• Income: The couple relies on both spouses’ income. Neither has a group disability policy, and they’ve just started building their savings. They may have a little residual income from a few investments, but they’re just starting out.
  • Amount of Insurance: This couple needs as much as 70% income replacement should the resident become disabled. Since he makes $5,000 a month, he purchases $3,500 in monthly disability payments. This money would be tax-free because the policy would be paid for with after-tax dollars.

Example 2

Our following example is a more established couple. The wife is a doctor and has been practicing for five years. She makes $250,000 a year and lives in an affluent neighborhood with her family, including three kids, in a large house. The kids keep the family active with their activities and travel, and the parents have some expensive hobbies themselves.

The couple has a significant amount of money in savings to cover their expenses for a few months, and they also have a small amount of residual investment income monthly.

The doctor’s practice provides group disability insurance, so they figure that into their calculations when choosing the right amount of disability insurance.

  • Expenses: This couple has more expenses than the couple in my first example because they have a larger family, a higher income, and live in a larger house. They’ve established their lifestyle and depend on the doctor’s salary as her partner stays home with the kids. The couple discussed moving if the doctor became disabled so they could continue most of their lifestyle but not live excessively. However, looking at their expenses, they need at least 60% of their income covered to make ends meet.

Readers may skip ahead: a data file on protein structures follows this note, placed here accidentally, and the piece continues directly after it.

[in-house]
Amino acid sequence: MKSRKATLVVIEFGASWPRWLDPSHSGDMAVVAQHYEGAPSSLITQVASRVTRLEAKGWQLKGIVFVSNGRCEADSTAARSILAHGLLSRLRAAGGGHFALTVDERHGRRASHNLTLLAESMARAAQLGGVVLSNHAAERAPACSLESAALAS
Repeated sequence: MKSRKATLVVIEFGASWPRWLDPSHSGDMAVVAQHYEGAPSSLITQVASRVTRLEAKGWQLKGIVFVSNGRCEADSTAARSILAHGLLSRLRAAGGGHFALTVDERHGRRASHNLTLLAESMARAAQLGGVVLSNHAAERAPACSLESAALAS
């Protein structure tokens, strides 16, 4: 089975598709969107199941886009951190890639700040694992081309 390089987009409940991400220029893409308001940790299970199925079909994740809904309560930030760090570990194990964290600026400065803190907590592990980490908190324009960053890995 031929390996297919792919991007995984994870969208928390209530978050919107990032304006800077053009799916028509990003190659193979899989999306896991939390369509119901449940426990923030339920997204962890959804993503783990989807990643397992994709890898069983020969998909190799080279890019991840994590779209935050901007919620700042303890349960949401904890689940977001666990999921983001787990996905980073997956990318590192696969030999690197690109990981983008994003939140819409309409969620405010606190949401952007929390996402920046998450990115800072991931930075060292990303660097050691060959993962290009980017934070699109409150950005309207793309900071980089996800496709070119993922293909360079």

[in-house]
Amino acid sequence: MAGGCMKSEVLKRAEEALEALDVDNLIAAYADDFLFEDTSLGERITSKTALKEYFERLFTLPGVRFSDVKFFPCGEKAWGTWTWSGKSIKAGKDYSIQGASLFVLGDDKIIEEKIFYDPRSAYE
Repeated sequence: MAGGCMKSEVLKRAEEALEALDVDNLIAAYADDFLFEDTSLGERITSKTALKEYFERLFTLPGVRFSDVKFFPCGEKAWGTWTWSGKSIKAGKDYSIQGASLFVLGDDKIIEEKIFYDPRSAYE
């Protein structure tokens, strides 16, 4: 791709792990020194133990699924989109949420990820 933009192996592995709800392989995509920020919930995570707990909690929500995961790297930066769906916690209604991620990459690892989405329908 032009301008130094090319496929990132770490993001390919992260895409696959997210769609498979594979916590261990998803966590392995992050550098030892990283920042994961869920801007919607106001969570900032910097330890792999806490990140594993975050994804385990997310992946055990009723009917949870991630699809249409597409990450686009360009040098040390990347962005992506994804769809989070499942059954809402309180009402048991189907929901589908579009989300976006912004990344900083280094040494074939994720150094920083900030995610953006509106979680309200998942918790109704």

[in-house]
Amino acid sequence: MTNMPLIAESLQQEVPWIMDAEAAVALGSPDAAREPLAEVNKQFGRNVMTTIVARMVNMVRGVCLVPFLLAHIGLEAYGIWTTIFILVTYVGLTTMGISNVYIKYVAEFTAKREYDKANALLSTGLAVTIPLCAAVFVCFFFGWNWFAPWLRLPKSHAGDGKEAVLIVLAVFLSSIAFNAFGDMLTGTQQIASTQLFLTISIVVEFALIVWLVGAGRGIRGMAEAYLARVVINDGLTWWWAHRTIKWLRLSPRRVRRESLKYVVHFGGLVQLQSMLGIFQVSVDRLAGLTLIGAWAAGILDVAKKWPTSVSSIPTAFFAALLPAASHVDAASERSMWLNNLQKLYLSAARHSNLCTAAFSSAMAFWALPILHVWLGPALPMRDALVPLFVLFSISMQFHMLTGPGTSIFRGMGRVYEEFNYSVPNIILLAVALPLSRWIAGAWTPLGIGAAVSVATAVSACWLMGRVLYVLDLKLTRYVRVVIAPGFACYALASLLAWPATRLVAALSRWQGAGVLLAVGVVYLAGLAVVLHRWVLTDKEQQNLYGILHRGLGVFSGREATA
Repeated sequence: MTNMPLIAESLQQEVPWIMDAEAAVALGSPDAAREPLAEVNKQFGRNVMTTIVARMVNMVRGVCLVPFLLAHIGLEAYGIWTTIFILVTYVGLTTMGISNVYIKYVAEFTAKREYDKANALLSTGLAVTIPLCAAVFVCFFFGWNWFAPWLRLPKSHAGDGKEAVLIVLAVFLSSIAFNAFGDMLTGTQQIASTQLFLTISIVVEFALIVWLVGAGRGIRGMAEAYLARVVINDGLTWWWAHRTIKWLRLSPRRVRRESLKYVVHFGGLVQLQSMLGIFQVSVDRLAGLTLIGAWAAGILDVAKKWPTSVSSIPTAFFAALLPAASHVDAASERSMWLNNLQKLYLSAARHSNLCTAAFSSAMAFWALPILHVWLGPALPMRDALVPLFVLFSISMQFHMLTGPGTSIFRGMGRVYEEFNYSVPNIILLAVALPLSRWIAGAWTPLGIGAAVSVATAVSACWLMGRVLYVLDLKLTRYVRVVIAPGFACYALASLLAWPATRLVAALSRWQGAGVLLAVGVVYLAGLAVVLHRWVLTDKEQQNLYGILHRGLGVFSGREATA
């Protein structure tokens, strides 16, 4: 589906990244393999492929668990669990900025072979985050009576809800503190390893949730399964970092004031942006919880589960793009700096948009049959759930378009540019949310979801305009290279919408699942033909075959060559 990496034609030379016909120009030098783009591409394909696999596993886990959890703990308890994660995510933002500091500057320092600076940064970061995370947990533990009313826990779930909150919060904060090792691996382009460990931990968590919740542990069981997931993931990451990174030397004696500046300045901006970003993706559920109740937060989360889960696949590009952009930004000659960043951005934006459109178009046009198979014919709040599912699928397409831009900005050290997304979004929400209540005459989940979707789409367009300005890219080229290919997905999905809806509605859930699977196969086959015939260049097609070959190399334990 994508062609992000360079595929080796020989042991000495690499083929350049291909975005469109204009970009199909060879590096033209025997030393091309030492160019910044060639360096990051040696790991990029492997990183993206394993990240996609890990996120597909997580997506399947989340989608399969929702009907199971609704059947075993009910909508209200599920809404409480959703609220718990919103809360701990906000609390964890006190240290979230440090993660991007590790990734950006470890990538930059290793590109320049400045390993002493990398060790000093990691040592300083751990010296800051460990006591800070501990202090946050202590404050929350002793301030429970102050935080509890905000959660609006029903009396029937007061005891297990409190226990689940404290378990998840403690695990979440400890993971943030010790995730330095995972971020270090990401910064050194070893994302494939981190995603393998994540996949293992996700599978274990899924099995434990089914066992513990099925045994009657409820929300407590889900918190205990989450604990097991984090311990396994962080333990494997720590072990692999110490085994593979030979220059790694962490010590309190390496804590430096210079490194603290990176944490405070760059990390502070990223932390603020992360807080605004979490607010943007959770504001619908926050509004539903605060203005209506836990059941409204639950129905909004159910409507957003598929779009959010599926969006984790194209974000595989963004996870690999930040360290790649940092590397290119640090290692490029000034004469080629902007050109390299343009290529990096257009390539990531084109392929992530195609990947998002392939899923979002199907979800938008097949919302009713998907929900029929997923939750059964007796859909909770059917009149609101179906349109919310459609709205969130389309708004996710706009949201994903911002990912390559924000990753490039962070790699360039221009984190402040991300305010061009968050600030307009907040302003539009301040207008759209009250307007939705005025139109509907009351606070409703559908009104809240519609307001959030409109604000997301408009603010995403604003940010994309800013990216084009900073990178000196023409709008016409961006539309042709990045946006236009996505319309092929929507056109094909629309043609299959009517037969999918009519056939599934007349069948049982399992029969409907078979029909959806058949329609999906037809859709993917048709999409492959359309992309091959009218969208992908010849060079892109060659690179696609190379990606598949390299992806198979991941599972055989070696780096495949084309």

• Income: Looking at the big picture, this couple has a better financial situation. They have six months of the most necessary expenses saved, so if the doctor became disabled, they’d be okay for that time. They also get some income from their real estate and stock market investments. They don’t rely on the income, but they know if the doctor’s income stopped, they’d still have money trickling in monthly.
  • Amount of Insurance: The doctor’s monthly income is currently $20,833 a month. If she became disabled, they wouldn’t need 100% of that amount, but they’d still need a decent amount. However, the doctor has a group policy from her practice. The employer covers the cost, and the policy has a monthly cap of $5,000. Since 60% of $20,833 is $12,500, $5,000 isn’t nearly enough to cover the doctor and her family long-term. Taking into consideration the six months of savings and the $1,000 or so they bring in from investments monthly, they purchase long-term disability insurance that would provide $6,500 a month long-term.

Disability Insurance Cost Considerations

Determining how much disability insurance you need is essential, but so is understanding the factors affecting its cost. The more insurance you need, the more it will usually cost. When deciding on coverage, take the following factors into account to help make your decision.

Age and Health

The younger you are when you purchase disability insurance, the less it will cost. In addition, you’re more likely to have fewer health conditions when you’re younger.

This is especially important if you know you’ll have a high income as an established doctor. If you secure a policy in your residency, you’ll lock in lower rates, but with the right rider, be able to increase the coverage.


The amount of money you must replace, and your occupation affect your disability insurance cost. As I said earlier, the more coverage you need, the more it will cost.

The more dangerous your occupation is, the higher premiums you’ll pay because of the likelihood of a disability, which may affect how much coverage you purchase.

Benefit Period

The longer you’ll receive benefits, the higher premiums you’ll pay. Insurance companies take a higher risk committing to paying you benefits for longer.